Dictionary.com

hearsay

[ heer-sey ]
/ ˈhɪərˌseɪ /
Save This Word!

noun
unverified, unofficial information gained or acquired from another and not part of one's direct knowledge: I pay no attention to hearsay.
an item of idle or unverified information or gossip; rumor: a malicious hearsay.
adjective
of, relating to, or characterized by hearsay: hearsay knowledge; a hearsay report.
QUIZ
QUIZ YOURSELF ON "WAS" VS. "WERE"!
Were you ready for a quiz on this topic? Well, here it is! See how well you can differentiate between the uses of "was" vs. "were" in this quiz.
Question 1 of 7
“Was” is used for the indicative past tense of “to be,” and “were” is only used for the subjunctive past tense.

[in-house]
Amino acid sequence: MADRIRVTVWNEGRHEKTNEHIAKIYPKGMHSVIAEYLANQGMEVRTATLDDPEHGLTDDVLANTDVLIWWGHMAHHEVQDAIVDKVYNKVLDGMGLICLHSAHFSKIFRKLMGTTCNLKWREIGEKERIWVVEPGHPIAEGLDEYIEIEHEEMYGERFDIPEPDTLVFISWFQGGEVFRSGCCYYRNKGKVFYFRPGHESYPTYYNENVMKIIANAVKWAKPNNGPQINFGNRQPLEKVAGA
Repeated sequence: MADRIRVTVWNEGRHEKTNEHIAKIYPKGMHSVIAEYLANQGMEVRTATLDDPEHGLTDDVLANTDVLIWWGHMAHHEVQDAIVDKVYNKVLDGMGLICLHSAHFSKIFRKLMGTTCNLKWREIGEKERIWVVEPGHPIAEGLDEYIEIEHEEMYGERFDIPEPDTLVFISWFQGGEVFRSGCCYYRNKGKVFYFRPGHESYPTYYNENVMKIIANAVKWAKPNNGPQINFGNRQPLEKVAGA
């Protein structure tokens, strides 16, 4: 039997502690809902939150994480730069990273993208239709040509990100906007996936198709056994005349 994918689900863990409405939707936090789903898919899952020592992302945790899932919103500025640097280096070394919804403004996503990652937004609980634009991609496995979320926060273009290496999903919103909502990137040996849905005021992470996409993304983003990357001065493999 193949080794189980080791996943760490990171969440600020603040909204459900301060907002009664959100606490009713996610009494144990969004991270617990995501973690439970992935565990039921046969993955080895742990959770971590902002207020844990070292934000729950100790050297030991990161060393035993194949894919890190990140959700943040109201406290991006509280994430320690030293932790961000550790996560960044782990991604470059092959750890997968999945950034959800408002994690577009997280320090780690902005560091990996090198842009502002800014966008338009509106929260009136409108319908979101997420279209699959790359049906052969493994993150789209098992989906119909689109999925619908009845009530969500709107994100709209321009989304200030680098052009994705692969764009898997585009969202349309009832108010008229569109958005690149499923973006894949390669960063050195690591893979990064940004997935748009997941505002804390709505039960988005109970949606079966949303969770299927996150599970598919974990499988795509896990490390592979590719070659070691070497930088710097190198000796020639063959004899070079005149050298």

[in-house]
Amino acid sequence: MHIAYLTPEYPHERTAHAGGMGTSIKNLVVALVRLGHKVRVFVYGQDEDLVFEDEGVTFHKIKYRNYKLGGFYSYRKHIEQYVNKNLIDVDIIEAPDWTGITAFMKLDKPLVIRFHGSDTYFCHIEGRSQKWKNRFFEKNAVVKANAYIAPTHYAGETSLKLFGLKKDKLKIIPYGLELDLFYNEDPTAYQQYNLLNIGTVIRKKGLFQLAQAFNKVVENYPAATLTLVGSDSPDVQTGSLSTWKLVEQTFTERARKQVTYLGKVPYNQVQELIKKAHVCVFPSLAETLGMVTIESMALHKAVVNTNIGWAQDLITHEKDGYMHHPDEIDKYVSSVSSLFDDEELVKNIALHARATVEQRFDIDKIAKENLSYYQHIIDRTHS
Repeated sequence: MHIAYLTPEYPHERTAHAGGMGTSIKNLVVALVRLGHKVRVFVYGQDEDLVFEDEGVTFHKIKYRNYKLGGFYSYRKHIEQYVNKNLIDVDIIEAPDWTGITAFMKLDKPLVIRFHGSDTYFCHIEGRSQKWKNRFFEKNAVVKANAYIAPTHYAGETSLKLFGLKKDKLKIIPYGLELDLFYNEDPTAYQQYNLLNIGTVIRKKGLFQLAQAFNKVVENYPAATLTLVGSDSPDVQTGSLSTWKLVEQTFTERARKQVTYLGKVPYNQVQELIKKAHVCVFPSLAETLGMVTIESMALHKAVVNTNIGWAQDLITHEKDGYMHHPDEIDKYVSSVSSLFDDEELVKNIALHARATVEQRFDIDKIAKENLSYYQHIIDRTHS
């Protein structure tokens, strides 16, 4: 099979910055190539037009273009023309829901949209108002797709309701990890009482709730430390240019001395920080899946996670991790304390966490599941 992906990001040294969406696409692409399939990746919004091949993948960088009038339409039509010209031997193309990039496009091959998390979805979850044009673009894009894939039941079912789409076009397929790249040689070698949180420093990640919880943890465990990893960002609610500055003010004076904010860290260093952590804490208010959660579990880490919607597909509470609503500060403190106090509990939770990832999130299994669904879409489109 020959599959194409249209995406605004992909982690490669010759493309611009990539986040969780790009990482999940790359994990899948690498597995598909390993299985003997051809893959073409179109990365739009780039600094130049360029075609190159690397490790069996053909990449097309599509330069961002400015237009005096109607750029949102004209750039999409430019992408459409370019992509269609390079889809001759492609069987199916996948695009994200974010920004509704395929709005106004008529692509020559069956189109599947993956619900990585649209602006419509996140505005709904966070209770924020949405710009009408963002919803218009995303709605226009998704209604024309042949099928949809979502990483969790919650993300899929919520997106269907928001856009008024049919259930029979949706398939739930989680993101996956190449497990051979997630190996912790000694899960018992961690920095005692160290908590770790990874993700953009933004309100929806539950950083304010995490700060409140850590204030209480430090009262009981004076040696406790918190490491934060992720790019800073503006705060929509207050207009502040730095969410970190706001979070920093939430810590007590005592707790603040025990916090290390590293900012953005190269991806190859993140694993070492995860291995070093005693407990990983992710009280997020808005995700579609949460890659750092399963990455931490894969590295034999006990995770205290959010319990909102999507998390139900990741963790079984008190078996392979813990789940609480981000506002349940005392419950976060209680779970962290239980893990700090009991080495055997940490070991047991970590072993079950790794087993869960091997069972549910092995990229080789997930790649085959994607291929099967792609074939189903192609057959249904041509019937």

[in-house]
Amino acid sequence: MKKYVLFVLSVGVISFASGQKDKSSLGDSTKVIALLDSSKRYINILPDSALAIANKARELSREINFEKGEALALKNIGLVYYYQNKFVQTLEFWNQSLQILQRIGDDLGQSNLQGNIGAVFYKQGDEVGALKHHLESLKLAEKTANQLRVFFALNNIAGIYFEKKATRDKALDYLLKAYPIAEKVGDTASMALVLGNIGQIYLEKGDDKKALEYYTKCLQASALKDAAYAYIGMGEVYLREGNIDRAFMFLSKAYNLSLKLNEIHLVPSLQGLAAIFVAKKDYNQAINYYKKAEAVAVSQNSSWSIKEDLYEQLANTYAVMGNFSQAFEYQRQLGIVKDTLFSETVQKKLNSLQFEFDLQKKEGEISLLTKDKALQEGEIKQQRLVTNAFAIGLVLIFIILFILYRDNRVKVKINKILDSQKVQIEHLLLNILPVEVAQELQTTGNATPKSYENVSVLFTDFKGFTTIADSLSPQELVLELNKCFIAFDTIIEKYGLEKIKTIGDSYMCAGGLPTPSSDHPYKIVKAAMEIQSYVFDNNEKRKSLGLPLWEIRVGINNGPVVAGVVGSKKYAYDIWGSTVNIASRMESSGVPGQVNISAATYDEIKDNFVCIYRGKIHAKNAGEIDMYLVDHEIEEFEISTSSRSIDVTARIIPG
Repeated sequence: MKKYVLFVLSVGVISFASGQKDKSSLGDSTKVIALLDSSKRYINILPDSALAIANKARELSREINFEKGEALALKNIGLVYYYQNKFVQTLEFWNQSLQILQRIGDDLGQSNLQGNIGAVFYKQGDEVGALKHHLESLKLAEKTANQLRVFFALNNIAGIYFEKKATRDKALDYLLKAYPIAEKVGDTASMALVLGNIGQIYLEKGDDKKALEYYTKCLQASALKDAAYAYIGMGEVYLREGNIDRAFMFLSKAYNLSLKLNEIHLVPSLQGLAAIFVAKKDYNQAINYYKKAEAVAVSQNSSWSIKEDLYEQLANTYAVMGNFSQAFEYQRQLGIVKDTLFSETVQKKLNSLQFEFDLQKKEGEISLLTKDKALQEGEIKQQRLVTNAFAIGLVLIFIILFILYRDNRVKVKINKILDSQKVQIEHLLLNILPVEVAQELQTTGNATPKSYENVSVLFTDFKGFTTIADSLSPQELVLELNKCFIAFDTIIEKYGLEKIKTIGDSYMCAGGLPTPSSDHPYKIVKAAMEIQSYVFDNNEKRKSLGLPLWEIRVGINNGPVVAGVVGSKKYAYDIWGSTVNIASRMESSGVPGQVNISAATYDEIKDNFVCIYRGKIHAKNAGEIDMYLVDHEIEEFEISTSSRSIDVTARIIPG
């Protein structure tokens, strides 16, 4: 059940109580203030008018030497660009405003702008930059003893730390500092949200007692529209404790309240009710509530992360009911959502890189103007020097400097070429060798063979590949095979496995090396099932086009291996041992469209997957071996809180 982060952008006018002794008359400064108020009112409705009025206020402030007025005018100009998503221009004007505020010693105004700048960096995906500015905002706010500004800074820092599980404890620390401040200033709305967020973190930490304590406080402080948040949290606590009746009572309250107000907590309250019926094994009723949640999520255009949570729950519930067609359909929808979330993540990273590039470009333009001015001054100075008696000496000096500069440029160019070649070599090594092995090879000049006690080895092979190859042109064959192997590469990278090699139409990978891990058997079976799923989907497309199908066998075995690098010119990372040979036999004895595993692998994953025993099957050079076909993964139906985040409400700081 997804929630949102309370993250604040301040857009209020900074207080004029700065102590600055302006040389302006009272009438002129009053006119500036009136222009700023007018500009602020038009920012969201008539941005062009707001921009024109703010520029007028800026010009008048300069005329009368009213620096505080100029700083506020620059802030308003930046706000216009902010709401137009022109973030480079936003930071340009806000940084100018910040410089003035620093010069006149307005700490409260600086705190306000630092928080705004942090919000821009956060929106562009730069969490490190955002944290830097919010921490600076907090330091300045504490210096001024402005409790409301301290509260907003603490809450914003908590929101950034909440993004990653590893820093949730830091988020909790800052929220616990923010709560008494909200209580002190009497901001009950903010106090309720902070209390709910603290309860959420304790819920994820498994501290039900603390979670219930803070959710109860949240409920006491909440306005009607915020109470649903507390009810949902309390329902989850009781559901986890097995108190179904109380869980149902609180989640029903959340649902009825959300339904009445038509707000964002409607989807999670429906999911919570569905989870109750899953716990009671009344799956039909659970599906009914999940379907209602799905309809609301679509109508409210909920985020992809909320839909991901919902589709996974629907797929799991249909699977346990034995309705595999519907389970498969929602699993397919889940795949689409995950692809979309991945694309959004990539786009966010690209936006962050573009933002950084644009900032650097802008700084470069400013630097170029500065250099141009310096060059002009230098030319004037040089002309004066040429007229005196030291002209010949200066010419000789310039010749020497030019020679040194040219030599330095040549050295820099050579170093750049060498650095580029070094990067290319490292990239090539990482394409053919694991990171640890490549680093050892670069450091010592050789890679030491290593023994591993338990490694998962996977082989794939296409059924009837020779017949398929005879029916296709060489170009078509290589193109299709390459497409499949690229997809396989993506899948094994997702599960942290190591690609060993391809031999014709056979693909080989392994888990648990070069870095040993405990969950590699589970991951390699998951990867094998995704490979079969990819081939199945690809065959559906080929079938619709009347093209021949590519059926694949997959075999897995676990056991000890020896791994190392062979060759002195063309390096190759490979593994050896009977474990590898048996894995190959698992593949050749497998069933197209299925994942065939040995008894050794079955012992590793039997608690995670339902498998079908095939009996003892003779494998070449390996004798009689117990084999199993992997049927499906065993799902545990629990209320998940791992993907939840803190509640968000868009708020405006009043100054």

Origin of hearsay

1525–35; originally in phrase by hear say, translation of Middle French par ouïr dire
Dictionary.com Unabridged Based on the Random House Unabridged Dictionary, © Random House, Inc. 2022

How to use hearsay in a sentence

British Dictionary definitions for hearsay

hearsay
/ (ˈhɪəˌseɪ) /

noun
gossip; rumour
Collins English Dictionary - Complete & Unabridged 2012 Digital Edition © William Collins Sons & Co. Ltd. 1979, 1986 © HarperCollins Publishers 1998, 2000, 2003, 2005, 2006, 2007, 2009, 2012

Cultural definitions for hearsay

hearsay

Information heard by one person about another. Hearsay is generally inadmissible as evidence in a court of law because it is based on the reports of others rather than on the personal knowledge of a witness.

The New Dictionary of Cultural Literacy, Third Edition Copyright © 2005 by Houghton Mifflin Harcourt Publishing Company. Published by Houghton Mifflin Harcourt Publishing Company. All rights reserved.
FEEDBACK